LONDON, England (CNN) -- As crude oil prices rise, the cost of driving a vehicle becomes an obvious worry and the search for alternative fuels becomes a more pressing matter.
While the wait for hydrogen cells to develop and other technology to flourish continues, the humble vegetable is being used throughout the world as an environmentally friendly way to run cars.
Brazil has experimented with vegetable-based fuels for cars since the previous oil-price peak in the 1970s, when the country switched its fuel supply to a cheaper homegrown product: Sugar cane ethanol.
The renewable fuel boom lasted well into the 1980s -- at one point it accounted for 91 percent of cars produced in Brazil.
Vegetable oil may not have cutting-edge savvy and technological glitz, but Nasamax, a top-level English racing team, says it is determined to show what high-performance credentials vegetable oil has.
The Kent-based team's "green" car was the first to operate on renewable fuels when it completed the classic Le Mans 24-hour challenge in July.
Team spokesperson Janice Minton says the use of alternative fuels at endurance racing level proves their worth.
Welsh environmental campaigner Daniel Blackburn drove the length of Great Britain -- from John O'Groats to Land's End -- in a vegetable oil-fueled car last year.
He says that vegetable-fueled vehicles are much better for the environment than petrol and diesel and he cannot see any negative effects in using the alternative.
"There's enhanced performance from vegetable oil and better acceleration," he says.
During his journey, Blackburn also recycled cooking oil waste from local restaurants to help fuel his car, and says the smell was much more pleasant than petrol and diesel.
Other examples abound of companies using waste from cooking oil to fuel cars.
In Hong Kong, plans are afoot to convert diesel cars -- which are the most straightforward to change, to vegetable-based fuels, using leftover cooking oil from the city's many restaurants.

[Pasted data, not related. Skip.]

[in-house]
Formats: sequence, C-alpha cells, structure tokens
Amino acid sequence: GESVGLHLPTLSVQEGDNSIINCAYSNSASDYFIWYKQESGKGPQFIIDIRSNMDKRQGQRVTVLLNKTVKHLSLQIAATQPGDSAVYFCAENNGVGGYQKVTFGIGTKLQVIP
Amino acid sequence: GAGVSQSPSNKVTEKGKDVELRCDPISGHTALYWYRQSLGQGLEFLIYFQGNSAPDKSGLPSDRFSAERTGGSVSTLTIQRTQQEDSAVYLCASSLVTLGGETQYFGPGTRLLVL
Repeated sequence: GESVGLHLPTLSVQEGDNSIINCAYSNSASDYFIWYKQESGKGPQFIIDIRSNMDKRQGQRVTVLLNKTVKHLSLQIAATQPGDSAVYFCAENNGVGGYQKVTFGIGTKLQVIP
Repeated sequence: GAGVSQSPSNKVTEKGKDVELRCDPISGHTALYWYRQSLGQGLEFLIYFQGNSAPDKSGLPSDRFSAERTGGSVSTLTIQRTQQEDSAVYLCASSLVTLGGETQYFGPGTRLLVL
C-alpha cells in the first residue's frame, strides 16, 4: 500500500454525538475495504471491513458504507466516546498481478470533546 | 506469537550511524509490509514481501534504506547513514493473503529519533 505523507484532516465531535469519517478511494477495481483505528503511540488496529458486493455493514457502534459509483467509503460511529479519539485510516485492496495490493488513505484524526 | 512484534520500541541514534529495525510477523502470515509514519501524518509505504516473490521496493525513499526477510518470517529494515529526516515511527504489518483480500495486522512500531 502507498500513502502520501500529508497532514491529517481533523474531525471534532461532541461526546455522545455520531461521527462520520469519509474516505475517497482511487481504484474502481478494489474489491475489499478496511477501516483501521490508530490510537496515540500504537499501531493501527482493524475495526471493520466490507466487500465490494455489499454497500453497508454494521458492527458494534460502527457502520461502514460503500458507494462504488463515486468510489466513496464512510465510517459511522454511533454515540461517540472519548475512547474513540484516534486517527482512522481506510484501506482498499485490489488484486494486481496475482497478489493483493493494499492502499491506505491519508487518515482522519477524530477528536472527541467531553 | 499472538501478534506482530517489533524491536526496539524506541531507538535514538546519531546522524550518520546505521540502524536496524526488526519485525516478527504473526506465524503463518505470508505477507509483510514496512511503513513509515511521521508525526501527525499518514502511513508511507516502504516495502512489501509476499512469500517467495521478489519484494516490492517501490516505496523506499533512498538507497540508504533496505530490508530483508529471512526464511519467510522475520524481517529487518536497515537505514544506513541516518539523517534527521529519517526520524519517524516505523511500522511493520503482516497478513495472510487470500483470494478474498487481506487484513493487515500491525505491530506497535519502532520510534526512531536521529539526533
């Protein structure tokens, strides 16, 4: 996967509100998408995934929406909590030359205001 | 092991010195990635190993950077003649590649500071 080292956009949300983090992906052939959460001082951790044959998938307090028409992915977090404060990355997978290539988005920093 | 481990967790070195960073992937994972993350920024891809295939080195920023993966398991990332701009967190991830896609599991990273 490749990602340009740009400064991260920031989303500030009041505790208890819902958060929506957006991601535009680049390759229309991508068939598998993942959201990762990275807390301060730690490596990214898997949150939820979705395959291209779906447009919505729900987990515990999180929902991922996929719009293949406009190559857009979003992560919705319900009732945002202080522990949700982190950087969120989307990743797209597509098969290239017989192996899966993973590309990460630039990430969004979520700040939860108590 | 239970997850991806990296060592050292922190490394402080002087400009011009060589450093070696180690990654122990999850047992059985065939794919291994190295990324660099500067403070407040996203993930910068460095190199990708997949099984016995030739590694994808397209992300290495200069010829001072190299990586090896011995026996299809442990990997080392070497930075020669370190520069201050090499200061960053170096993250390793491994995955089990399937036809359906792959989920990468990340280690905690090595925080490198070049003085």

Most governments, however, have been slow to embrace potential solutions to carbon emissions, and are instead focusing attention on higher-tech options, including hydrogen cell research, which is still in its very early stages.
American president George W. Bush has committed $1.2 billion for hydrogen cell research but mainstream use remains several years away.
Colin Matthews, head of Transport Energy Programs for London's Energy Saving Trust, says there are a variety of different sources of transportation fuel for the future.
LPG, or Liquefied Petroleum Gas, which is a product of natural gas fields, holds some advantages over diesel, he says.
It produces 12 percent fewer emissions than petrol and can be used in petrol cars, after a simple conversion.
Matthews says that further down the track, cells will provide an answer to transportation energy.
He believes such cars will be commercially available by 2010. However, he says it may be five years beyond that before they become commonplace.
"There is a difference between being commercially available and commercially viable," he says.
London is one of 10 European cities currently trialing environmentally friendly hydrogen-fueled buses, but the project has already highlighted some of the commercial obstacles to the rapidly developing technology.
Although funding is subsidized by the Energy Trust, a single bus costs $1.2 million, whereas a normal bus is about $150,000.
With so many alternative fuels available, the viability of biofuels has been questioned.
Matthews believes that instead of having one or two dominant types of fuels, there will be in future a "portfolio of different fuels and different technologies."